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Hullin 22a-b: Sacrifices From Fowl
According to the Torah (Sefer Vayikra 1:14), the two types of birds that can be brought as sacrifices are torim and benei yona – turtledoves and pigeons. The tor that is referred to is identified as Streptopelia turtur, while the yona is identified as Columba livia domestica. These birds are consistently referred to differently, the former are called torim, while the latter are called benei yona. This is understood by the Sages to mean that a tor is only qualified to be brought as a sacrifice when it is an adult bird, while the yona can only be brought when it is young, before it reaches adulthood. According to the Mishna on today’s daf, these two periods are mutually exclusive, and what would be an appropriate sacrifice in a pigeon would be inappropriate in a dove, and vice versa. The cut-off point between the two is just four or five days after hatching, when the bird’s body becomes covered with plumage – gold in the case of torim and yellow in the case of benei yona.
The ruling of the Mishna is that torim that are too small and benei yona that have already reached adulthood cannot be brought as sacrifices and therefore performing melika on them (see above, daf 19, for a description of melika) would not be effective in any way.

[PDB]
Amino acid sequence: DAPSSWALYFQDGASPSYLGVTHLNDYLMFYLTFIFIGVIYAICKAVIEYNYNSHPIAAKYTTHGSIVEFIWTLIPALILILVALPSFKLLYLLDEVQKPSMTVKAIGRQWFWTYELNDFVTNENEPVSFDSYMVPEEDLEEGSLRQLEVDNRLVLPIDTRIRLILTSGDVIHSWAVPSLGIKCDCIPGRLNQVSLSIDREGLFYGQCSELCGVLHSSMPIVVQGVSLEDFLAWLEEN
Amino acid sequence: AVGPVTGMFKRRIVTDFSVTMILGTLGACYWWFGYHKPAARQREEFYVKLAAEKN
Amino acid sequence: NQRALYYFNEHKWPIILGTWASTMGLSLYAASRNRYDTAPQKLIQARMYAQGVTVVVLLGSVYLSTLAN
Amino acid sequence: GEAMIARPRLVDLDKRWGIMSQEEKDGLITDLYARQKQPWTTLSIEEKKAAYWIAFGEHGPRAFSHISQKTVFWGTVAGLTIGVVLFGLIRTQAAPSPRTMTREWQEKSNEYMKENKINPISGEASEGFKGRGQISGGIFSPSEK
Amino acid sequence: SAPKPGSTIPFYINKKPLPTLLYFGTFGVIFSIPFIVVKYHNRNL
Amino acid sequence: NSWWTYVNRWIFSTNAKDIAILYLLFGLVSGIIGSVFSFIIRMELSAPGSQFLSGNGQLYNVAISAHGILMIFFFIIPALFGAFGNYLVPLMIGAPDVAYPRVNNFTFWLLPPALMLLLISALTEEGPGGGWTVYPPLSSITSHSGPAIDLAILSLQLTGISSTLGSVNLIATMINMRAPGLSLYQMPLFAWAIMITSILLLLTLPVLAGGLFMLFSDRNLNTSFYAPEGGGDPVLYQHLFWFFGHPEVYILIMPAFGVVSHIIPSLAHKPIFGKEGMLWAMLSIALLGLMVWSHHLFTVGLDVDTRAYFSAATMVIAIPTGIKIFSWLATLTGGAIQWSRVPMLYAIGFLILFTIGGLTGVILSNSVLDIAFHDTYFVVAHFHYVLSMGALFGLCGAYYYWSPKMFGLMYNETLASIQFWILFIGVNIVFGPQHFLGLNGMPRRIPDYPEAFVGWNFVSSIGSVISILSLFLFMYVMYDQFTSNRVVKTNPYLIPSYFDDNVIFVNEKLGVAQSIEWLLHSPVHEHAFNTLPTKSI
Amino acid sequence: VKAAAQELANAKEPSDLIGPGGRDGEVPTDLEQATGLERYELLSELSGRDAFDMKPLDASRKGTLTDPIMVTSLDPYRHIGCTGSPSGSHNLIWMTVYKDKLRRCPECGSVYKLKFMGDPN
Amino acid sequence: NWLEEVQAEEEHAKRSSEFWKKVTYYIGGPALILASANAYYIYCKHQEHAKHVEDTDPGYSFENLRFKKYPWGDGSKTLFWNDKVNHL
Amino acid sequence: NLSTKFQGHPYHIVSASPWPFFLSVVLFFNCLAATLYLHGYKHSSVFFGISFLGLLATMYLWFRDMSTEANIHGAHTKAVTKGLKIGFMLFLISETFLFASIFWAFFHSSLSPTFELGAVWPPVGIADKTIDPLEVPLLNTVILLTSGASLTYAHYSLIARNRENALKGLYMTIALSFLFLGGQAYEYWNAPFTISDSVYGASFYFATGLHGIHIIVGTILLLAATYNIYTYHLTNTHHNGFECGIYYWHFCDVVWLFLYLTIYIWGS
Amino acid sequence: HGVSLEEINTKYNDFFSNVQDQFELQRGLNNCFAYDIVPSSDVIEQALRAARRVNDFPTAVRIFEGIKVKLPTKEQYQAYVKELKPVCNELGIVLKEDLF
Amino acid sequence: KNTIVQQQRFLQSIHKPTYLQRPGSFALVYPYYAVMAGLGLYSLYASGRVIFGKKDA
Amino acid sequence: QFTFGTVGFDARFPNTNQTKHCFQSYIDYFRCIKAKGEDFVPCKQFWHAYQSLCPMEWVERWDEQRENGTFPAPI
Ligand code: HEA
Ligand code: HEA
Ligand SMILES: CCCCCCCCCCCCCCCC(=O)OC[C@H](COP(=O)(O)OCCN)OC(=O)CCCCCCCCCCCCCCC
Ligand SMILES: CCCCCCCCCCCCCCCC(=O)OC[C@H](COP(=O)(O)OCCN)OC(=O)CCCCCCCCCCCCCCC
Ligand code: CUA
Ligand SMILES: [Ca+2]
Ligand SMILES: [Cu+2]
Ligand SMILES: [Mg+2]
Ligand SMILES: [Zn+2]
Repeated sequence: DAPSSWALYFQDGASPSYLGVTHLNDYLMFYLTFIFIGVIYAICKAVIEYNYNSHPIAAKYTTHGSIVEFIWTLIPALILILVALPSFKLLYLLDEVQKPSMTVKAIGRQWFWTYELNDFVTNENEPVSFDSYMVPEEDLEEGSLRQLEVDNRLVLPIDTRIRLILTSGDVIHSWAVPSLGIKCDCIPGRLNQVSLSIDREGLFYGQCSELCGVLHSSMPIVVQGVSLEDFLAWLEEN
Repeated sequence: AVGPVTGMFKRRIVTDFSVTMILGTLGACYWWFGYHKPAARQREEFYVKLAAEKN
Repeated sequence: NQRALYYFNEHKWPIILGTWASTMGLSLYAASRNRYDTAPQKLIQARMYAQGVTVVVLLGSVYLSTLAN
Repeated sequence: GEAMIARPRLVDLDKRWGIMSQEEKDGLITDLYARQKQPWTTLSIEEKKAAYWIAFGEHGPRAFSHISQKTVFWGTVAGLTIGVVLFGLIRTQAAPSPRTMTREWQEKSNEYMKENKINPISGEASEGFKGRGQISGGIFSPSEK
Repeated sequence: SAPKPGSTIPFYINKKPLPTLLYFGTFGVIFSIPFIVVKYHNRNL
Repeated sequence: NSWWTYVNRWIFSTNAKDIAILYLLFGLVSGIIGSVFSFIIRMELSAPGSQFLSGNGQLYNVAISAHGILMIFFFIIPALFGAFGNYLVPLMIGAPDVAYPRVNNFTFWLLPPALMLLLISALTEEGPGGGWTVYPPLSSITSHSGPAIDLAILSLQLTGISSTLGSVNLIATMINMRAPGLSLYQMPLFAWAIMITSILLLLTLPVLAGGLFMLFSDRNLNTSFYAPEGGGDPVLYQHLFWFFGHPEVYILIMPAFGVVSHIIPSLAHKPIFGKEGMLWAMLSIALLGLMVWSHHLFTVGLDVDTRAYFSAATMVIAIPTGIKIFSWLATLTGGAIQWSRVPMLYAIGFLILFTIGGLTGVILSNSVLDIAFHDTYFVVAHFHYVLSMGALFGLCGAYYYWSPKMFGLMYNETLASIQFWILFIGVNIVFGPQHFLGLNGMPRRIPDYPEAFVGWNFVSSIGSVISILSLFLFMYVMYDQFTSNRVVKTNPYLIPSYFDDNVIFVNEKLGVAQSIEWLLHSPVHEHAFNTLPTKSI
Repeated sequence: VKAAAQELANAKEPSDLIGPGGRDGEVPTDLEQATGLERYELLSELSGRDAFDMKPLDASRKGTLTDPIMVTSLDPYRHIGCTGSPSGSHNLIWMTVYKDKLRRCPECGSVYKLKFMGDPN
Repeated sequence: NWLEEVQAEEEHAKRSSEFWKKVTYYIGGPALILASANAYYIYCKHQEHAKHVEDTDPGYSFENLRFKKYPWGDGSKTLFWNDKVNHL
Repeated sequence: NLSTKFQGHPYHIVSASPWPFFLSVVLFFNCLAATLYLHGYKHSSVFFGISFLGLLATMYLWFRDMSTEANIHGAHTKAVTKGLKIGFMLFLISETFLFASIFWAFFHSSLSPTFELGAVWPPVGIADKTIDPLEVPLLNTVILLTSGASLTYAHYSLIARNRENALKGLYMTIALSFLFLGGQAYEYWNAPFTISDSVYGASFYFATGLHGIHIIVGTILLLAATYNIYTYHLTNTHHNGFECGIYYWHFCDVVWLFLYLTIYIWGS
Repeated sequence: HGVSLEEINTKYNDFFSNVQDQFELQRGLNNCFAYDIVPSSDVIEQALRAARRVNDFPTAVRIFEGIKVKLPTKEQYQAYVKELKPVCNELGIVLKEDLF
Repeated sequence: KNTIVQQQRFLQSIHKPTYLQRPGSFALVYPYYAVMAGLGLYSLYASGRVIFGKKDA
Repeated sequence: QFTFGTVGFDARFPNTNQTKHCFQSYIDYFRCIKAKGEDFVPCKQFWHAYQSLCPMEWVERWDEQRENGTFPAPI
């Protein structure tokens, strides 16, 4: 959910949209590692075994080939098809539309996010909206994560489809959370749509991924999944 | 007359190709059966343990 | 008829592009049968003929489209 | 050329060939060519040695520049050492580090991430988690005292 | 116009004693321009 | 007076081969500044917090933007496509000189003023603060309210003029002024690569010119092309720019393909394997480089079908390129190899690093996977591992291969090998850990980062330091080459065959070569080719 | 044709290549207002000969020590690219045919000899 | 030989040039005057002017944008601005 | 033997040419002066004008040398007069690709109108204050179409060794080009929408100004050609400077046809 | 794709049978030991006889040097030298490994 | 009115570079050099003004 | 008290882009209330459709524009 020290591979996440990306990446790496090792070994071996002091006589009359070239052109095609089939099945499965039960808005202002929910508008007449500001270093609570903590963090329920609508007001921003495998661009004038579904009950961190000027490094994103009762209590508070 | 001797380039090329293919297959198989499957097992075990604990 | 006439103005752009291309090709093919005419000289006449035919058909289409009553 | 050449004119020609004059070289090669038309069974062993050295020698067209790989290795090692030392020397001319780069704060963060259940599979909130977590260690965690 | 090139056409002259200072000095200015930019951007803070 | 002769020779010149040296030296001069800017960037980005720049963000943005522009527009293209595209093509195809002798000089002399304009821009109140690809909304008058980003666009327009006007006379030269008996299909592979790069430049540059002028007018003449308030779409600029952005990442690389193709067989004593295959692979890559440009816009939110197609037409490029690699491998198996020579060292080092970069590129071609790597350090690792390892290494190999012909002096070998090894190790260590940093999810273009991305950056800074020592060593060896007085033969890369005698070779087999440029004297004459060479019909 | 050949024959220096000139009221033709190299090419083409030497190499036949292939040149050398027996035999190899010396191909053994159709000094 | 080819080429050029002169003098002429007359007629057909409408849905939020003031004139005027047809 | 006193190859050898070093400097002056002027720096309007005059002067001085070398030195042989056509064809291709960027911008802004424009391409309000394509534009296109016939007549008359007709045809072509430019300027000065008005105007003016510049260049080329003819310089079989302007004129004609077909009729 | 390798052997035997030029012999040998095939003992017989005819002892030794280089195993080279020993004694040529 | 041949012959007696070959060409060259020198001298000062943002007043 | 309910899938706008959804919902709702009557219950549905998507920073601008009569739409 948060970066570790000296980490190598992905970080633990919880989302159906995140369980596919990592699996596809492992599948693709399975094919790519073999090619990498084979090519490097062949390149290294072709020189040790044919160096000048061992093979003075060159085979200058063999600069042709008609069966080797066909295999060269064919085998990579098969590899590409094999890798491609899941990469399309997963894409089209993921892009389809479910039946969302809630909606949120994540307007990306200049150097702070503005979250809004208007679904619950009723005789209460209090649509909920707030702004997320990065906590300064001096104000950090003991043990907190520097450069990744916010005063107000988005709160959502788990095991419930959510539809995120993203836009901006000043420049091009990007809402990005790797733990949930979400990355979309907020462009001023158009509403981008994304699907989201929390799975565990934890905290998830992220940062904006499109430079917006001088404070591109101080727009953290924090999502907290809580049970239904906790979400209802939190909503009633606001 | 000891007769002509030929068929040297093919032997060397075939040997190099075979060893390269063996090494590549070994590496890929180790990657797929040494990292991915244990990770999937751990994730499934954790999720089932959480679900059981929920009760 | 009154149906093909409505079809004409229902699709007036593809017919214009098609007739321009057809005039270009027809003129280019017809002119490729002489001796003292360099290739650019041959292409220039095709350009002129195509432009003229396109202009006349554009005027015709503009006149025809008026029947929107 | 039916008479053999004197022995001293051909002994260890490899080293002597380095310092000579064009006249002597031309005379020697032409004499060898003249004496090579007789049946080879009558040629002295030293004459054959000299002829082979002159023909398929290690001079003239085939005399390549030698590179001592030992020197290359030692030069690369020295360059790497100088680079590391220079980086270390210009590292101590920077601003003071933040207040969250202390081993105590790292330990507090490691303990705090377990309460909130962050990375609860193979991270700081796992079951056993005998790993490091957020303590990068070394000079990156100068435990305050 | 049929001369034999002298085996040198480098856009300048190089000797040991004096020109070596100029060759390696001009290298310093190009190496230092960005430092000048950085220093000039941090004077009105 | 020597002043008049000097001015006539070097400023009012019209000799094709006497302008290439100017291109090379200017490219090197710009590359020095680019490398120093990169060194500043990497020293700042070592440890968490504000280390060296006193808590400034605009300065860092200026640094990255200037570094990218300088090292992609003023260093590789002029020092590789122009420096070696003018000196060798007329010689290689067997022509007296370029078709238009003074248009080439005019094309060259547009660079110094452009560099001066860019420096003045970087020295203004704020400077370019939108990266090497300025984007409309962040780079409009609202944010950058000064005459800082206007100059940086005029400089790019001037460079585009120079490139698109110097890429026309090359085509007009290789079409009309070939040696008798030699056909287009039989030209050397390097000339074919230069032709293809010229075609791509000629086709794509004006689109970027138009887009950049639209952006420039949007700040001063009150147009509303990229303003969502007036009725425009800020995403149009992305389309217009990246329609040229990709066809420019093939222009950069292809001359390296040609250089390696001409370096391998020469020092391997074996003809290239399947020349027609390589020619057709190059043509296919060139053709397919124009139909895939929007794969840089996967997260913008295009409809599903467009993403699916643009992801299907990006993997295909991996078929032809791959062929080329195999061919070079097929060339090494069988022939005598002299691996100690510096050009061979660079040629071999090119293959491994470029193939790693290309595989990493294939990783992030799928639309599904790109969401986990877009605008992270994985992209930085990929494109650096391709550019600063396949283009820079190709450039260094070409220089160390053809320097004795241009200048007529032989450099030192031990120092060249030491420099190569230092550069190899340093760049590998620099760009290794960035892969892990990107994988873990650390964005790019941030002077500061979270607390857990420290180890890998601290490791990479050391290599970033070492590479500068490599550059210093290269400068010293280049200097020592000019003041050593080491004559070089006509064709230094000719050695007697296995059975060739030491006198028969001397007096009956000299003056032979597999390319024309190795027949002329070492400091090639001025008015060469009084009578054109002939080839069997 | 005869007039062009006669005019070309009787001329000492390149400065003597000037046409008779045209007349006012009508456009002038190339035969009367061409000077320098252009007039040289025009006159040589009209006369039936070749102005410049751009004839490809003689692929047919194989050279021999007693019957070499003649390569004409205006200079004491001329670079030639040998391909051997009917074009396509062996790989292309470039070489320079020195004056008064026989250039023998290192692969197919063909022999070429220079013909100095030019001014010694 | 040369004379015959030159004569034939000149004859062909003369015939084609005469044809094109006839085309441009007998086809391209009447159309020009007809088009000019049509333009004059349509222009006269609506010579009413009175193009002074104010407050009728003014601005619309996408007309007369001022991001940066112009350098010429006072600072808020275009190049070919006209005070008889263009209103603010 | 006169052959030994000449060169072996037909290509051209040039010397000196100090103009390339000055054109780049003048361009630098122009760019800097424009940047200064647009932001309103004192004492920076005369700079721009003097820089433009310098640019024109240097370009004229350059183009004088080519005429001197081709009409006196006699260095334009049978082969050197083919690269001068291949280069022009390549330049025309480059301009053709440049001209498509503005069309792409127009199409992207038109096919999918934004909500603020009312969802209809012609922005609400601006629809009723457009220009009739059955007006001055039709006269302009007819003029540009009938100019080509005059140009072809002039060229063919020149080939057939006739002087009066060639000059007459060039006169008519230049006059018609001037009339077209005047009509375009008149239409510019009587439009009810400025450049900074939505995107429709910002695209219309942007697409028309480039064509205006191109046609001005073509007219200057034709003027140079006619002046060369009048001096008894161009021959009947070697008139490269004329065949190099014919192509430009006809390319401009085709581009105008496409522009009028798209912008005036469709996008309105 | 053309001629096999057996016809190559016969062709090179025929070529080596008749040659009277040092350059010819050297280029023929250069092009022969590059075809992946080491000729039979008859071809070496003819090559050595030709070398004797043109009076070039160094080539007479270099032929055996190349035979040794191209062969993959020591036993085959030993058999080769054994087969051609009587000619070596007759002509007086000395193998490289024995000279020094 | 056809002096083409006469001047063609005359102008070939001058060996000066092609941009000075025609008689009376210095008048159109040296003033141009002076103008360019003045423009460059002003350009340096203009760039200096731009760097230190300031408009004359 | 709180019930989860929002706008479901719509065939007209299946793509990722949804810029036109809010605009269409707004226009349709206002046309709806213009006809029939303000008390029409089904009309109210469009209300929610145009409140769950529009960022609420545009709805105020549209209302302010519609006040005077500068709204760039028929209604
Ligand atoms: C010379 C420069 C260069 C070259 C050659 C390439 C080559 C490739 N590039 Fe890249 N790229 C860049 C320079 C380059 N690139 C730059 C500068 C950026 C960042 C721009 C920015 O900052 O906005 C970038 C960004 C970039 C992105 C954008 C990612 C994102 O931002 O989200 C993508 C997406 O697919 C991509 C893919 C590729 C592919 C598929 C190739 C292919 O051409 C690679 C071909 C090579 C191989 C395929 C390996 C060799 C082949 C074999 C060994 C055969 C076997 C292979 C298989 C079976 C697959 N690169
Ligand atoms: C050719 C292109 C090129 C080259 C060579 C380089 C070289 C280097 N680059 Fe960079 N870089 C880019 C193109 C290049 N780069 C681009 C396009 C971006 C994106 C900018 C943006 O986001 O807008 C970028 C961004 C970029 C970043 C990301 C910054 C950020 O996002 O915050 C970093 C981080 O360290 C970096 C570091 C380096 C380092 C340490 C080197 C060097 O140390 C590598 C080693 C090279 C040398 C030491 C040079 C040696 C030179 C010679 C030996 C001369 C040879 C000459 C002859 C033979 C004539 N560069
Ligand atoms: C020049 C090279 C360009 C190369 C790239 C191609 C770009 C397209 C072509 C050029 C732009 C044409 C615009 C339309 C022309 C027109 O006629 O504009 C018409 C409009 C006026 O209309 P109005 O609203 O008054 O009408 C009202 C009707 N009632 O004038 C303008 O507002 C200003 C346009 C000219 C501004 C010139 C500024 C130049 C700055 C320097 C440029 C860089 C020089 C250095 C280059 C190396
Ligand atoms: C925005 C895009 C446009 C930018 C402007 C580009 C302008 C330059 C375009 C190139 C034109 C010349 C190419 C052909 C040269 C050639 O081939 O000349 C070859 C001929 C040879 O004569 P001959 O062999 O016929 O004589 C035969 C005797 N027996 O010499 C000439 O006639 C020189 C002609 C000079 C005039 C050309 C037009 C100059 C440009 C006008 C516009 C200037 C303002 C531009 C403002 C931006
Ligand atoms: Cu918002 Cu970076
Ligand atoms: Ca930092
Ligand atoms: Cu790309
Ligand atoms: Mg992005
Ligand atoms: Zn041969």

In explanation of the difference between the two, the Rambam in his Moreh Nevukhim (3:46) argues that the meat of the turtledove is better when it is more mature, while that of the pigeon is better when the bird is young. The Ramban in his Commentary to the Torah (Vayikra 1:14) offers another suggestion, pointing to the different nature of each of these birds. Adult turtledoves are loyal to their mate to the extent that if one’s mate dies, the other will not choose another partner. This represents the relationship that exists between the Jewish People and God. In contrast, pigeons are jealous creatures that separate and switch mates, even as they are happy and content in their early stages of development.
This essay is based upon the insights and chidushim of Rabbi Steinsaltz, as published in the English version of the Koren Talmud Bavli with Commentary by Rabbi Adin Steinsaltz, and edited and adapted by Rabbi Shalom Berger.
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